Grant agreed that the skills young lawyers pick up on cases such as the
Peart appeal are valuable. "I think many of the skills are transferable,"
she said. "These are also cases where junior associates and trainees do
get quite a lot of responsibility."
She added that A&O felt it could offer a lot to those finding themselves
in Peart's position.
"I think it's incumbent on big firms to bring their expertise to bear in
such situations," said Grant.
A&O is also currently acting pro bono for 7 other Jamaican death row
prisoners and 4 death row prisoners in Trinidad.
(source: The Lawyer)
Algerian Under A Death Sentence Fights Deportation
Last Sunday, Robert Fisk spoke to non-government organisations and student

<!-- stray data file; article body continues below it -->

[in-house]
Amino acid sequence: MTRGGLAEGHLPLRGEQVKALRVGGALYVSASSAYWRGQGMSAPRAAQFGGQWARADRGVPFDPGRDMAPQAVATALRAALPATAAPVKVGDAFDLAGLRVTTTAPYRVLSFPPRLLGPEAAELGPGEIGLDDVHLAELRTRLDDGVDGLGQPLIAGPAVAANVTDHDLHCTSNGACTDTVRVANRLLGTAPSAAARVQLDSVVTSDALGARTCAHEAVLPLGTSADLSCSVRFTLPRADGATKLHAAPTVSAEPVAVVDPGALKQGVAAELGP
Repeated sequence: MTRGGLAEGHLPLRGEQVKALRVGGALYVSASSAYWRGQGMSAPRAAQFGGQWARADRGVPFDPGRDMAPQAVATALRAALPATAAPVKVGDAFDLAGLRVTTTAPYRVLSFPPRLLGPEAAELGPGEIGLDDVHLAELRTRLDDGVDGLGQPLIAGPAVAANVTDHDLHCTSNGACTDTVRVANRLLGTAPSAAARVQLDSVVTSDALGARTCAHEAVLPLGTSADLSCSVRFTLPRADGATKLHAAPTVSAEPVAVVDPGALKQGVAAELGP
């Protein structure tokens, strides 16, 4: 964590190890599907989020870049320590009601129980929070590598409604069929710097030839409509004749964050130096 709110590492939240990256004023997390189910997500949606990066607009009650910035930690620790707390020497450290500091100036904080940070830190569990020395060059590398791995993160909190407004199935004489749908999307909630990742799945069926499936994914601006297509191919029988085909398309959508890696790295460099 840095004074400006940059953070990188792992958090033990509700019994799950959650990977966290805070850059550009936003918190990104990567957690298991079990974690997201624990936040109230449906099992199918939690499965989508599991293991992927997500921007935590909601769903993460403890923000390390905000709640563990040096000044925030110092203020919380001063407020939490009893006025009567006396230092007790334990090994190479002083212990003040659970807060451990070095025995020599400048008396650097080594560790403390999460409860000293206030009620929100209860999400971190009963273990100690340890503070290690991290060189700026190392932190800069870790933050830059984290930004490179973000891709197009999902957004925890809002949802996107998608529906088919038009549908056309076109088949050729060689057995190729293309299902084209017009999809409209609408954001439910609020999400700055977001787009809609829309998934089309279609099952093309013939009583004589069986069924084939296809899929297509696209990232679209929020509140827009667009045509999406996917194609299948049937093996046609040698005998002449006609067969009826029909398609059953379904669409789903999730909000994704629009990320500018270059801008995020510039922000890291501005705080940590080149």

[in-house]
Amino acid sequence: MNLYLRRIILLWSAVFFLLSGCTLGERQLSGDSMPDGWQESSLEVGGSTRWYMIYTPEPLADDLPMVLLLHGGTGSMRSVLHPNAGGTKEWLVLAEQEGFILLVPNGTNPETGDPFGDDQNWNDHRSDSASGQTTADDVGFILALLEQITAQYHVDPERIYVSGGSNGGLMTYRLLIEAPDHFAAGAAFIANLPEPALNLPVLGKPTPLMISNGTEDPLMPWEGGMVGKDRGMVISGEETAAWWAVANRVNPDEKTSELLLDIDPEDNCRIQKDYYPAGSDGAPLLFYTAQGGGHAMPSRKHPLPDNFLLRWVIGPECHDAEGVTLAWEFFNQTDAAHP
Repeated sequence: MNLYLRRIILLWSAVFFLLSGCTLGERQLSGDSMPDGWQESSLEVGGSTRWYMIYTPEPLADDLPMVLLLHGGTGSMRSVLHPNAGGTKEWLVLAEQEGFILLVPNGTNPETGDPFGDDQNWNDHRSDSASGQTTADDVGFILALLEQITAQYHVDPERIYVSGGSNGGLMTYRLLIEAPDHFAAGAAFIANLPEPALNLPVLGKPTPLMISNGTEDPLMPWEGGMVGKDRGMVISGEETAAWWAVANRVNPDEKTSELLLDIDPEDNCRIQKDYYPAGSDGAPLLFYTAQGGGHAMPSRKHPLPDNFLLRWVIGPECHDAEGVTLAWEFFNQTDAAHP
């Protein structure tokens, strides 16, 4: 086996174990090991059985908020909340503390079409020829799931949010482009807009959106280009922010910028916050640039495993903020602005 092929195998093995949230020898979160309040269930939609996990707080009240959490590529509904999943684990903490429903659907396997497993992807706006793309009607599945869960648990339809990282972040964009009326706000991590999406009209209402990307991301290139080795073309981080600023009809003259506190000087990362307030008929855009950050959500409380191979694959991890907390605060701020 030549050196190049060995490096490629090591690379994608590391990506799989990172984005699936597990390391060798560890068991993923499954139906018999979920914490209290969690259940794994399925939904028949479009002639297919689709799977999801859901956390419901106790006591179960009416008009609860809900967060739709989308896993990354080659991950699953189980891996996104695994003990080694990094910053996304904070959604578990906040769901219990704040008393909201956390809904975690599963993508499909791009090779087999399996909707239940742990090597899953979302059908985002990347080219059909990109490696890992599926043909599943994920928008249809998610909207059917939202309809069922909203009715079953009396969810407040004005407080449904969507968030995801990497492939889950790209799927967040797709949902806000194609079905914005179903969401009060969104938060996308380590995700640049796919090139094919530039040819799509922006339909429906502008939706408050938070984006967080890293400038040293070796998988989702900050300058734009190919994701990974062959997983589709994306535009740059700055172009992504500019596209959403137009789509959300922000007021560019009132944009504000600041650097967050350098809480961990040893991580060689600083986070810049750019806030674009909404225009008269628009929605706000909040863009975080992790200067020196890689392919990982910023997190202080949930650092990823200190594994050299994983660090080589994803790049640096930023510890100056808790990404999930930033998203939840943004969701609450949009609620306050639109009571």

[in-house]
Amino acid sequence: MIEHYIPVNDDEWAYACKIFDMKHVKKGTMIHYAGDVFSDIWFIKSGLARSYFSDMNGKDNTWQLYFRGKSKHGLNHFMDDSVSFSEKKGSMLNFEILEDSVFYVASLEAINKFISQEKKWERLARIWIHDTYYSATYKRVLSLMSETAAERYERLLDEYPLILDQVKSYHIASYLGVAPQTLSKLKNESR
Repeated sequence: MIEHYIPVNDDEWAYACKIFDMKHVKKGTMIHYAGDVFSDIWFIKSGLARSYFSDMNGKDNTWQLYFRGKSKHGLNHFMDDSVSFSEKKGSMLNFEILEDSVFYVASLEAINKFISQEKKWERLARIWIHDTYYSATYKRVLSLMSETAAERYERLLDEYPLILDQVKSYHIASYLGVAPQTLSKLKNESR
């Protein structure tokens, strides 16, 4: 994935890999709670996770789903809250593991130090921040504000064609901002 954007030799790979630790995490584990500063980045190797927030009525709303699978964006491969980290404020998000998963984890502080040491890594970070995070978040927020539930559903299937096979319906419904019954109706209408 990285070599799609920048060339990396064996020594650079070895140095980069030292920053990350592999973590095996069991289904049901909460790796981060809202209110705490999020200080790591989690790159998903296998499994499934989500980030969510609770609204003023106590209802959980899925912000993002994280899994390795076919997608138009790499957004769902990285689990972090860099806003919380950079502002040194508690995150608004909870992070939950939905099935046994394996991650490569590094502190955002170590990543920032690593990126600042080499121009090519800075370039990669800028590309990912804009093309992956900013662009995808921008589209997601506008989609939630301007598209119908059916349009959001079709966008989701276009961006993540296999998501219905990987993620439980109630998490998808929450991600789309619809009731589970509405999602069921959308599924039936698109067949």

journalists at New Zealand's Auckland University of Technology. In the
audience was controversial Algerian academic and theologian Ahmed Zaoui
who has been a New Zealand cause clbre for human rights activists. Fisk
subsequently spoke to Zaoui.
Ahmed Zaoui, Algerian cleric and university professor, member of the
Algerian Front Islamique du Salut (FIS), sits back opposite a cluster of
statues of the Virgin, a painting of Christ's crucifixion and three
Catholic priests. In St Benedict's Dominican Priory in Auckland,
deportation hangs heavily over a man who has been condemned to death in
absentia in his own country and merits a clutch of doubtful convictions in
Europe, as well as an unpleasant and largely secret document from New
Zealand's security services who are trying to overrule the local refugee
authorities' decision that he can remain in the country.
"I am not a cynic - I am an optimist," Mr Zaoui says as his New Zealand